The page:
Online dating isn't just a young person's game: Here's how to navigate it later in life

There’s never been a better time to date online [Photo: Pexels]

There are few decades in which the world of dating has changed so dramatically.

While at the beginning of the 2010s, dating using the internet was still relatively unusual, thanks to dating apps and social media’s takeover in the years following it’s never been more normal.

Only – not unlike the face-to-face dating world – there is certainly a bit of etiquette to follow, and seemingly a minefield of mistakes one could make while trying to navigate it.

According to dating website for the over 50s, Ourtime, and etiquette experts Debrett’s, here’s how to launch into the world of online dating for 50+ rookies.

How to make the perfect profile

According to Ourtime’s research of more than 1,000 over 50s, over half (56%) would use a profile photo that’s up to 10 years old because they’re unsure how to take a flattering selfie (26%), believe themselves to have looked more attractive when they’re younger (32%) or don’t think their appearance has changed (40%).

However, photographs shouldn’t be more than a year old – otherwise you’re just misleading your date.

When it comes to your profile bio, if you’re struggling with what to put down, it’s best to write it as if you’re introducing yourself to someone at a party – keep things light, and don’t immediately throw them in at the deep end with details on your innermost thoughts or health issues.

People expect you to text them after a date within a day or so [Photo: Pexels]

Confidence

Apparently almost half (48%) of women admit they feel too nervous to make contact with an online match first.

Luckily, it’s more than acceptable for a woman to take initiative nowadays too.

Whether you’re a man or woman, just keep your first message light, brief, and personal without being creepy.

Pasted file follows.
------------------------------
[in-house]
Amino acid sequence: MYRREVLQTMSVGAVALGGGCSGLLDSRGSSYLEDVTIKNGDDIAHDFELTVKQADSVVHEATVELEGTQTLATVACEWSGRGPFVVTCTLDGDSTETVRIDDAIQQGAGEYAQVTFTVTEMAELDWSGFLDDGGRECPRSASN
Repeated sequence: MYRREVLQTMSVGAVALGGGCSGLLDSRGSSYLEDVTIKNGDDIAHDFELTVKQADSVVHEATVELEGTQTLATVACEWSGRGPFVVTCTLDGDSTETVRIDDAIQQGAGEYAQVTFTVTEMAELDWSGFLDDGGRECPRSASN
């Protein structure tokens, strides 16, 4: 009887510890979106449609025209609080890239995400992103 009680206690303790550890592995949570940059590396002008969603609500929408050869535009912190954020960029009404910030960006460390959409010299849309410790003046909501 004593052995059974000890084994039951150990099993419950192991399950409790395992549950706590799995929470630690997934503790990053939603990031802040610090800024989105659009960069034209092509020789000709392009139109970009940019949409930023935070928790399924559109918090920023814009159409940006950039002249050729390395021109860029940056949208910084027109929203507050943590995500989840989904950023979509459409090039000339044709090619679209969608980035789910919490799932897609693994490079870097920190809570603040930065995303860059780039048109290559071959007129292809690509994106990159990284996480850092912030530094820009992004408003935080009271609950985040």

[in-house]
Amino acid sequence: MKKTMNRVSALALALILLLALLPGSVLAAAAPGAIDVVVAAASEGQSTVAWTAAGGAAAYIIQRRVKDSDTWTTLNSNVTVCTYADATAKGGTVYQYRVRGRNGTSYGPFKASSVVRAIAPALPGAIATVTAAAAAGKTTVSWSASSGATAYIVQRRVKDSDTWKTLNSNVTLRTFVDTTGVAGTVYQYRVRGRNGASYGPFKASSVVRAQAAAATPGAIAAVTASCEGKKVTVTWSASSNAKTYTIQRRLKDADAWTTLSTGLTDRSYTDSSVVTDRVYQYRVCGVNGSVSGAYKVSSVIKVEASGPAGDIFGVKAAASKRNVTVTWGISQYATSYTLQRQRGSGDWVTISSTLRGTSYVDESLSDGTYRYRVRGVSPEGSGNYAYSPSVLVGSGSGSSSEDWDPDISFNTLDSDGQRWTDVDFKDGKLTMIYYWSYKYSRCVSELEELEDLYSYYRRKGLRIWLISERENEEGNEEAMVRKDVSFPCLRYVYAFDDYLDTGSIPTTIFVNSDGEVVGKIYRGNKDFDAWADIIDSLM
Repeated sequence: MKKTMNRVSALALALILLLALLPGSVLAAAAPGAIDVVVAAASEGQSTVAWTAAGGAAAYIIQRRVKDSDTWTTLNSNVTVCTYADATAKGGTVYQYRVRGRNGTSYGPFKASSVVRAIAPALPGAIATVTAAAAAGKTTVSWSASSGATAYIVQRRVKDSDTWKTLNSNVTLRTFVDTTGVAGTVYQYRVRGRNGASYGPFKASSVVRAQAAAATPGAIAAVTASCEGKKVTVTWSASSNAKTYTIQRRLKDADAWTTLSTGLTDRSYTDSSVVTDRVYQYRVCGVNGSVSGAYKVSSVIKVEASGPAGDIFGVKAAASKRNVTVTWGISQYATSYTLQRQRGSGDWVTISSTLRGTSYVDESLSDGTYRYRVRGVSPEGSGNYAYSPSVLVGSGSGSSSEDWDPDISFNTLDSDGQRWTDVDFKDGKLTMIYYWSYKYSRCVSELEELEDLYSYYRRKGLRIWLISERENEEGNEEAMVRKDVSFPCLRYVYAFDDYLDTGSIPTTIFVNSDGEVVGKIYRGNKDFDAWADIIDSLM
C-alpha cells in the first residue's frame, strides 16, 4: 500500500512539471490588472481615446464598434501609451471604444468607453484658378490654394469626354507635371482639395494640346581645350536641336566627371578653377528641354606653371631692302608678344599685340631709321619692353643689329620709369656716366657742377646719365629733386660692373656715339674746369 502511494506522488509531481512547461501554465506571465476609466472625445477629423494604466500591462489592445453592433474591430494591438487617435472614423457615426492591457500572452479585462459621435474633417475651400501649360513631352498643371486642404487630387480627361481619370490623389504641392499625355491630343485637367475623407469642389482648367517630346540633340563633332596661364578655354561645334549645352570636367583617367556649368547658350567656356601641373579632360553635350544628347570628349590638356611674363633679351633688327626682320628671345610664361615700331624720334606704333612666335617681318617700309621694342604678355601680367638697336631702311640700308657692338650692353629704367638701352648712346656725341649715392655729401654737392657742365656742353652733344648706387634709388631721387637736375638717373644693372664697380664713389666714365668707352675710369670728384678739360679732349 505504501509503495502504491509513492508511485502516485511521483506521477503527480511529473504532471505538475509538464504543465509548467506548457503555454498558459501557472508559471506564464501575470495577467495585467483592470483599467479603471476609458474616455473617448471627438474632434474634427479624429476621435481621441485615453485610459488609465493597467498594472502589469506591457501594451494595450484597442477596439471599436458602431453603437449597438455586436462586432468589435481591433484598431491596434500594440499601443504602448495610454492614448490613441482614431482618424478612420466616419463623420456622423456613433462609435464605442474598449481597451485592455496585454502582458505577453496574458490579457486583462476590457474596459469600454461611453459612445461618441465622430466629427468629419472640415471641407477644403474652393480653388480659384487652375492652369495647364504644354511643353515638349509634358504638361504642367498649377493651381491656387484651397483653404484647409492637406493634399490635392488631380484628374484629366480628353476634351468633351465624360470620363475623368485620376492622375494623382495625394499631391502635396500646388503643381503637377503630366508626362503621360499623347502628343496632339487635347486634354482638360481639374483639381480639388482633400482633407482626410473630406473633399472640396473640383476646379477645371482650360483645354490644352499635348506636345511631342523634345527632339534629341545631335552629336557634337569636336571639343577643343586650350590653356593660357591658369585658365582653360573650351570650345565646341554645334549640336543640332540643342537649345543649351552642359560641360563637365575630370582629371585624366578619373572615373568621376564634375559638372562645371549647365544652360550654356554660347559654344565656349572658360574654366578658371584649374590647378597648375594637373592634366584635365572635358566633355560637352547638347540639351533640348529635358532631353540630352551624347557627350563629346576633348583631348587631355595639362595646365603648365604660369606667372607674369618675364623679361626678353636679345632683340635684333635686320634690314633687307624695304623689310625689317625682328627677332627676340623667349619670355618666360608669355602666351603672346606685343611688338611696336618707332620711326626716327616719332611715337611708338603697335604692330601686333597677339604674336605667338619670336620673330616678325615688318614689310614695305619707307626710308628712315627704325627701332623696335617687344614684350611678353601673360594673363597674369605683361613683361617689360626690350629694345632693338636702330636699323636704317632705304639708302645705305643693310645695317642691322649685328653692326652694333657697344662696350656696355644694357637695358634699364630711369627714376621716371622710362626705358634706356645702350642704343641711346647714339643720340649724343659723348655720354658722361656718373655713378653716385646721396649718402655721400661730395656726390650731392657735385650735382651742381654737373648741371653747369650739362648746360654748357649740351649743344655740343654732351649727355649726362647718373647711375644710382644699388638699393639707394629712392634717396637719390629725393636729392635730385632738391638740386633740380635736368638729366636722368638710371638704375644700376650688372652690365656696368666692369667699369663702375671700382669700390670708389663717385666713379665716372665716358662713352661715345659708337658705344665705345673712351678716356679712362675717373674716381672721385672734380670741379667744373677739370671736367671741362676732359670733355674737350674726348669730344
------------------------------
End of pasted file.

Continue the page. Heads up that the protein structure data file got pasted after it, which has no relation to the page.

The date itself

If you’re nervous about a first meeting, you’re not alone – two fifths (40%) of over 50s are too.

If you’re not sure when to take things to the next level and ask them out on a date, apparently a good point is the five-message mark.

For the date itself, it’s good to tailor it around a shared interest such as a museum or gallery. Don’t opt for something too extravagant that might make your date feel awkward.

And when it comes to making your first move, don’t feel too hesitant if the time feels right and they seem to feel the same as you do – apparently almost a third (29%) of over 50s would sleep with someone on the third date or before.

In contrast, just one in ten 18-24 year olds would, according to Ourtime’s survey of more than 2,000 adults over 18.

Don’t be afraid to make the first move [Photo: Pexels]The follow up

Thankfully – also unlike the younger generation, presumably – a huge 96% of over 50s claim they wouldn’t dream of considering ghosting a date.

But while over half of over 50s (58%) wouldn’t message the day after a date even if they’re interested, modern etiquette now asks for a little more haste.

A strategic delay isn’t necessary, and a friendly text within 24 hours of your date is quite standard.

If you don’t see you and your date taking things further, be honest, and simply say you’d rather remain friends.

What next?

After a few dates, you should have a sense of whether or not you’d like to make it exclusive.

If you don’t feel you would like to see them again, don’t give up – there are apparently more than one million single over 50s in the UK looking to meet someone new.

That seems like pretty good odds.

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